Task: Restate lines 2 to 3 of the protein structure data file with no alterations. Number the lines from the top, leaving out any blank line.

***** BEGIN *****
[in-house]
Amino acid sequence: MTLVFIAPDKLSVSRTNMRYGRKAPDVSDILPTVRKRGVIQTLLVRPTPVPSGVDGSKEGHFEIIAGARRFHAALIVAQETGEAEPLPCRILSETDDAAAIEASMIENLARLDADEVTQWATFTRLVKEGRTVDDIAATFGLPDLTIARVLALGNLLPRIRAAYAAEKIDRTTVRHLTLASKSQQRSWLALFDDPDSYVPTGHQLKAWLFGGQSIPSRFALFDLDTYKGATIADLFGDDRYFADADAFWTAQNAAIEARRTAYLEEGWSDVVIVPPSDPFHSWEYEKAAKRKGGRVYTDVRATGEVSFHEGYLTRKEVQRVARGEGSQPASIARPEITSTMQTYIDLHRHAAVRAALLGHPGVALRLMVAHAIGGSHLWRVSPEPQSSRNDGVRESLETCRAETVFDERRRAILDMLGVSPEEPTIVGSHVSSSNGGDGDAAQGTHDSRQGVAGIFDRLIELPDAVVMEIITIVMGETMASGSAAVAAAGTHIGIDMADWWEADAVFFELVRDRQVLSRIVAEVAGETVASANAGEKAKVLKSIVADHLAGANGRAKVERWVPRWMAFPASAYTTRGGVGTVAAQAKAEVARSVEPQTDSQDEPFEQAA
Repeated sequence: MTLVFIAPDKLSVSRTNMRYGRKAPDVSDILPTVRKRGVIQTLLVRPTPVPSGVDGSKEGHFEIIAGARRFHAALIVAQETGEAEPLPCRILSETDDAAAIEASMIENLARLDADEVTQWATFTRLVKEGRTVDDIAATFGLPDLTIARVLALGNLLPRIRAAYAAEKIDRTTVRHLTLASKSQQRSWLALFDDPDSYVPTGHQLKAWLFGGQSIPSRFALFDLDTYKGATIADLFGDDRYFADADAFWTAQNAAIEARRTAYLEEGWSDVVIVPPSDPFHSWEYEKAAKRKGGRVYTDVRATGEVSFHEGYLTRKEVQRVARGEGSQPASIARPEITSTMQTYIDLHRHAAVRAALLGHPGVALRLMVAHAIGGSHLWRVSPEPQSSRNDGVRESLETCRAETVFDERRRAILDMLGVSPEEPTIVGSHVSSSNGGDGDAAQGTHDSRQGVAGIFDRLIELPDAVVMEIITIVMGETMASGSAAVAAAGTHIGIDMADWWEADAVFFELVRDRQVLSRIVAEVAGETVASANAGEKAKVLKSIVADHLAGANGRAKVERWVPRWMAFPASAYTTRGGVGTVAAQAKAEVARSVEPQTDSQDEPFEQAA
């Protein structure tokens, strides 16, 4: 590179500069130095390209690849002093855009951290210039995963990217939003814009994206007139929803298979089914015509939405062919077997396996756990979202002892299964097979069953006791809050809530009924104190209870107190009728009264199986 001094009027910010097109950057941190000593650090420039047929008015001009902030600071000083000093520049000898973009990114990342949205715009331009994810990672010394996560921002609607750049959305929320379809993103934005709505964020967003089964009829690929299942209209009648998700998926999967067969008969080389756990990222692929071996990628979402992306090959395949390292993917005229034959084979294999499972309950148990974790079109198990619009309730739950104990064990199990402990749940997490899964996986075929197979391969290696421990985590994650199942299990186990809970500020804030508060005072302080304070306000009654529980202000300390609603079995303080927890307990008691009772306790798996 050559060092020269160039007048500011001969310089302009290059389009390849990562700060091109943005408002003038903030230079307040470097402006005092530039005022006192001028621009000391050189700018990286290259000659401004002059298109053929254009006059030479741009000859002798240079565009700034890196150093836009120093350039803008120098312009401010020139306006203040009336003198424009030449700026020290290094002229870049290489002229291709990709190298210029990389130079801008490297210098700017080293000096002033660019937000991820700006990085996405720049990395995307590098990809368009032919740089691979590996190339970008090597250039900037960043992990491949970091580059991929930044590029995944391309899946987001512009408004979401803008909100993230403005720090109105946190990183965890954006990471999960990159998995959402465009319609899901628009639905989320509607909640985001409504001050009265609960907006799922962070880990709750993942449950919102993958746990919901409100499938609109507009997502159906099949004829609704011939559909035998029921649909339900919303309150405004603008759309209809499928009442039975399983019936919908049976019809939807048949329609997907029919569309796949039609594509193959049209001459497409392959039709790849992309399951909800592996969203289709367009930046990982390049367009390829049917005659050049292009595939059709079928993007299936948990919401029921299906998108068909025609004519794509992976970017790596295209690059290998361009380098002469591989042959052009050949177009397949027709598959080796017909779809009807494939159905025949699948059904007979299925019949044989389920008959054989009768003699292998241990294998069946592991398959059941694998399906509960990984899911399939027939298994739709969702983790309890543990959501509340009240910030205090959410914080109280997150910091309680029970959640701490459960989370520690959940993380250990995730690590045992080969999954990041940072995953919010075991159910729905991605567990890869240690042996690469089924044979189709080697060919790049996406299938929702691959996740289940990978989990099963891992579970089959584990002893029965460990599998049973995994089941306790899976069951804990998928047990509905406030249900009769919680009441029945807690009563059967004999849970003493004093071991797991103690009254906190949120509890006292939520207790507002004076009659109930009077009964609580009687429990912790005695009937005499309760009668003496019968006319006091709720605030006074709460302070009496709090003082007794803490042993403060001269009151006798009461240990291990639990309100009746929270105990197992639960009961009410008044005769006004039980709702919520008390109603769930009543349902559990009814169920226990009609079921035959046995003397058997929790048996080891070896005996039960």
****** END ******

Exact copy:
Amino acid sequence: MTLVFIAPDKLSVSRTNMRYGRKAPDVSDILPTVRKRGVIQTLLVRPTPVPSGVDGSKEGHFEIIAGARRFHAALIVAQETGEAEPLPCRILSETDDAAAIEASMIENLARLDADEVTQWATFTRLVKEGRTVDDIAATFGLPDLTIARVLALGNLLPRIRAAYAAEKIDRTTVRHLTLASKSQQRSWLALFDDPDSYVPTGHQLKAWLFGGQSIPSRFALFDLDTYKGATIADLFGDDRYFADADAFWTAQNAAIEARRTAYLEEGWSDVVIVPPSDPFHSWEYEKAAKRKGGRVYTDVRATGEVSFHEGYLTRKEVQRVARGEGSQPASIARPEITSTMQTYIDLHRHAAVRAALLGHPGVALRLMVAHAIGGSHLWRVSPEPQSSRNDGVRESLETCRAETVFDERRRAILDMLGVSPEEPTIVGSHVSSSNGGDGDAAQGTHDSRQGVAGIFDRLIELPDAVVMEIITIVMGETMASGSAAVAAAGTHIGIDMADWWEADAVFFELVRDRQVLSRIVAEVAGETVASANAGEKAKVLKSIVADHLAGANGRAKVERWVPRWMAFPASAYTTRGGVGTVAAQAKAEVARSVEPQTDSQDEPFEQAA
Repeated sequence: MTLVFIAPDKLSVSRTNMRYGRKAPDVSDILPTVRKRGVIQTLLVRPTPVPSGVDGSKEGHFEIIAGARRFHAALIVAQETGEAEPLPCRILSETDDAAAIEASMIENLARLDADEVTQWATFTRLVKEGRTVDDIAATFGLPDLTIARVLALGNLLPRIRAAYAAEKIDRTTVRHLTLASKSQQRSWLALFDDPDSYVPTGHQLKAWLFGGQSIPSRFALFDLDTYKGATIADLFGDDRYFADADAFWTAQNAAIEARRTAYLEEGWSDVVIVPPSDPFHSWEYEKAAKRKGGRVYTDVRATGEVSFHEGYLTRKEVQRVARGEGSQPASIARPEITSTMQTYIDLHRHAAVRAALLGHPGVALRLMVAHAIGGSHLWRVSPEPQSSRNDGVRESLETCRAETVFDERRRAILDMLGVSPEEPTIVGSHVSSSNGGDGDAAQGTHDSRQGVAGIFDRLIELPDAVVMEIITIVMGETMASGSAAVAAAGTHIGIDMADWWEADAVFFELVRDRQVLSRIVAEVAGETVASANAGEKAKVLKSIVADHLAGANGRAKVERWVPRWMAFPASAYTTRGGVGTVAAQAKAEVARSVEPQTDSQDEPFEQAA